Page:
On 5/27/2013 4:51 AM, Zuhair wrote: > On May 27, 7:51 am, fom <fomJ...@nyms.net> wrote: >> On 5/26/2013 11:17 PM, zuhair wrote: >> >> >> >> >> >> >> >> >> >>> On May 26, 4:49 pm, Nam Nguyen <namducngu...@shaw.ca> wrote: >>>> On 26/05/2013 3:52 AM, Zuhair wrote: >> >>>>> On May 26, 11:03 am, Nam Nguyen <namducngu...@shaw.ca> wrote: >>>>>> On 26/05/2013 12:52 AM, Zuhair wrote: >> >>>>>>> Frege wanted to reduce mathematics to Logic by extending predicates by >>>>>>> objects in a general manner (i.e. every predicate has an object >>>>>>> extending it). >> >>>>>> [...] >> >>>>>>> Now the above process will recursively form typed formulas, and typed >>>>>>> predicates. >> >>>>>> Note your "process" and "recursively". >> >>>>>>> As if we are playing MUSIC with formulas. >> >>>>>>> Now we stipulate the extensional formation rule: >> >>>>>>> If Pi is a typed predicate symbol then ePi is a term. >> >>>>>>> The idea behind extensions is to code formulas into objects and thus >>>>>>> reduce the predicate hierarchy into an almost dichotomous one, that of >>>>>>> objects and predicates holding of objects, thus enabling Rule 6. >> >>>>>>> What makes matters enjoying is that the above is a purely logically >>>>>>> motivated theory, I don't see any clear mathematical concepts involved >>>>>>> here, we are simply forming formulas in a stepwise manner and even the >>>>>>> extensional motivation is to ease handling of those formulas. >>>>>>> A purely logical talk. >> >>>>>> Not so. "Recursive process" is a non-logical concept. >> >>>>>> Certainly far from being "a purely logical talk". >> >>>>> Recursion is applied in first order logic formation of formulas, >> >>>> Such application isn't purely logical. Finiteness might be a purely >>>> logical concept but recursion isn't: it requires a _non-logical_ >>>> concept (that of the natural numbers). >> >>>>> and all agrees that first order logic is about logic, >> >>>> That doesn't mean much and is an obscured way to differentiate between >>>> what is of "purely logical" to what isn't. >> >>> Yes I do agree that this way is not a principled way of demarcating >>> logic. I generally tend to think that logic is necessary for analytic >>> reasoning, i.e. a group of rules that make possible to have an >>> analytic reasoning. Analytic reasoning refers to inferences made with >>> the least possible respect to content of statements in which they are >>> carried, thereby rendering them empirically free. However this is too >>> deep. Here what I was speaking about do not fall into that kind of >>> demarcation, so it is vague as you said. I start with something that >>> is fairly acceptable as being "LOGIC", I accept first order logic >>> (including recursive machinery forming it) as logic, >> >> Compositionality is an intrinsic part of the modern >> conception of logic. Originally, the idea had been >> to recognize this in the analysis of natural language, >> and, this is contemporary in the sense that linguistic >> analysis is directed at identifying a presumed underlying >> logical form. >> >> This is actually part of the basis for the Frege-Hilbert >> distinction. Frege viewed logical form as corresponding >> to underlying thoughts that could be taken as "the same" >> across differing colloquial language use. Thus, the >> Fregean notion differed from formalist semantical theories >> that ground the modern recursive definition of formal >> languages. >> >> Frege's identity puzzles are deprecated in the modern >> paradigm that treats the axiom >> >> Ax(x=x) >> >> as an ontological statement of self-identity. But, >> it is simultaneously a semantical statement of >> consistent interpretation of syntactically identical >> inscriptions. >> >> The relevance of this is that the denotations of >> a logical system must be understood as a well-order. >> If one uses the symbol, >> >> 'a' >> >> to act as a denoting symbol it can no longer be >> available as a denoting symbol when the next >> designation of such is required. So, the >> course-of-values interpretation of a domain >> involves the presupposition of a sequential >> listing of denotations. > > Despite the detail of that, the question of whether or not predicates > have extensions in the Fregean manner is itself a purely logical > issue. I don't see it a mathematical issue, nor do I see it as a > mathematical interpretation of logic or anything like that.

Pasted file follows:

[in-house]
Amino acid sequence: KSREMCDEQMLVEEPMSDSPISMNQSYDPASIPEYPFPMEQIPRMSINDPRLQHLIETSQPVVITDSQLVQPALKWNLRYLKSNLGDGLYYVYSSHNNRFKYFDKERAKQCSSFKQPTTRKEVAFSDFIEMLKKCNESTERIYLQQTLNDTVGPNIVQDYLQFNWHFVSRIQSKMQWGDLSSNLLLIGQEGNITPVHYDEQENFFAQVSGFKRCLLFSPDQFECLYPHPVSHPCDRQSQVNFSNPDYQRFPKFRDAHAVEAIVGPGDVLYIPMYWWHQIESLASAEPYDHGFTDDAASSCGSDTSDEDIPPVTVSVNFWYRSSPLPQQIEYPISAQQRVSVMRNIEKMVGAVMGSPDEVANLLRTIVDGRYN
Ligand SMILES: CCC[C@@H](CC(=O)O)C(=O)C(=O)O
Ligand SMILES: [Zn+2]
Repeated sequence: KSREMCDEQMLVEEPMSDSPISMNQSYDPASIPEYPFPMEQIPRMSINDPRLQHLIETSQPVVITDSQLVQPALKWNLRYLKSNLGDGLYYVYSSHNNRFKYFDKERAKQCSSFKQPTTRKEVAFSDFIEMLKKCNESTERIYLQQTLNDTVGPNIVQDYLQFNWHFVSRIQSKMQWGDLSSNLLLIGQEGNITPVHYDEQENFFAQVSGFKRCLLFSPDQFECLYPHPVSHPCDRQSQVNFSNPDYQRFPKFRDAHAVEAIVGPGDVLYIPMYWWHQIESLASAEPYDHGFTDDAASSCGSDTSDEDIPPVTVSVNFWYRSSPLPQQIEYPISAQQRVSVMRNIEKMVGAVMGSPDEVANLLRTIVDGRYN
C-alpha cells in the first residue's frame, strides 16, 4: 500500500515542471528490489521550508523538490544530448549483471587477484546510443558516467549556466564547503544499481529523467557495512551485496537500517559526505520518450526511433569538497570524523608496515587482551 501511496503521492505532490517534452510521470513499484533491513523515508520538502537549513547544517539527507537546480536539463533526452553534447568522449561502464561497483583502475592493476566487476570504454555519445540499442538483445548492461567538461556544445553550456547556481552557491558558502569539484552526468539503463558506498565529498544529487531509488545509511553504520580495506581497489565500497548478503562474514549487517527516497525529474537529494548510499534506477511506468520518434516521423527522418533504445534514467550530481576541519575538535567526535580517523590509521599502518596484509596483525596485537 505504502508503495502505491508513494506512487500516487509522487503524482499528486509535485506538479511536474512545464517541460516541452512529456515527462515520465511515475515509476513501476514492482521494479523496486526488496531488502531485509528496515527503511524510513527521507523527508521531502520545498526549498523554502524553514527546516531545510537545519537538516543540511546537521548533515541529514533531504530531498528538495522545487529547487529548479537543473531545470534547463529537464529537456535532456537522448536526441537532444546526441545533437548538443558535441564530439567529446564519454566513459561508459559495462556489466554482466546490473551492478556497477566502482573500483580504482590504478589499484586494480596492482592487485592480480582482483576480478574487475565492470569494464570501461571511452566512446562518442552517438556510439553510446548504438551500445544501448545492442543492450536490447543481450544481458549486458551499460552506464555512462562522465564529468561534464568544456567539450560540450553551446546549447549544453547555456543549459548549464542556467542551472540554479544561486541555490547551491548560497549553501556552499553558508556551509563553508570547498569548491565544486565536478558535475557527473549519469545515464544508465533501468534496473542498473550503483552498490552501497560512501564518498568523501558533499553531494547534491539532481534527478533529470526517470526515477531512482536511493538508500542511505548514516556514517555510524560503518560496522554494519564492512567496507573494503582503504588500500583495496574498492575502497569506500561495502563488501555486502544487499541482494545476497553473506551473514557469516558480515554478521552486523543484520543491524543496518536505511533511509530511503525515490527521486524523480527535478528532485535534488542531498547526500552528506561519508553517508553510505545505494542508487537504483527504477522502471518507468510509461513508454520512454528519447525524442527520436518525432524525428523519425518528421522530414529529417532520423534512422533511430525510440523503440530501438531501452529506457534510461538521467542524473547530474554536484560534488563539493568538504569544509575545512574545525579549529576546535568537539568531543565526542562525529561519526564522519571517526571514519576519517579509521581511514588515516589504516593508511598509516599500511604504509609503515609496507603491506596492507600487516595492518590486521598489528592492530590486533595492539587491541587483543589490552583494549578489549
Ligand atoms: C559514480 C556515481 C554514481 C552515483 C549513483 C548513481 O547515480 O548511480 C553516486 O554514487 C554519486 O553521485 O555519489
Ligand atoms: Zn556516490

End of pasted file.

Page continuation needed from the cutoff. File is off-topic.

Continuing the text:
The intent had been that you had no reason to concede the "mathematics of succession" since the nature of logic in its analytical role arrive at the same structural form. There had been no intention to dispute your views.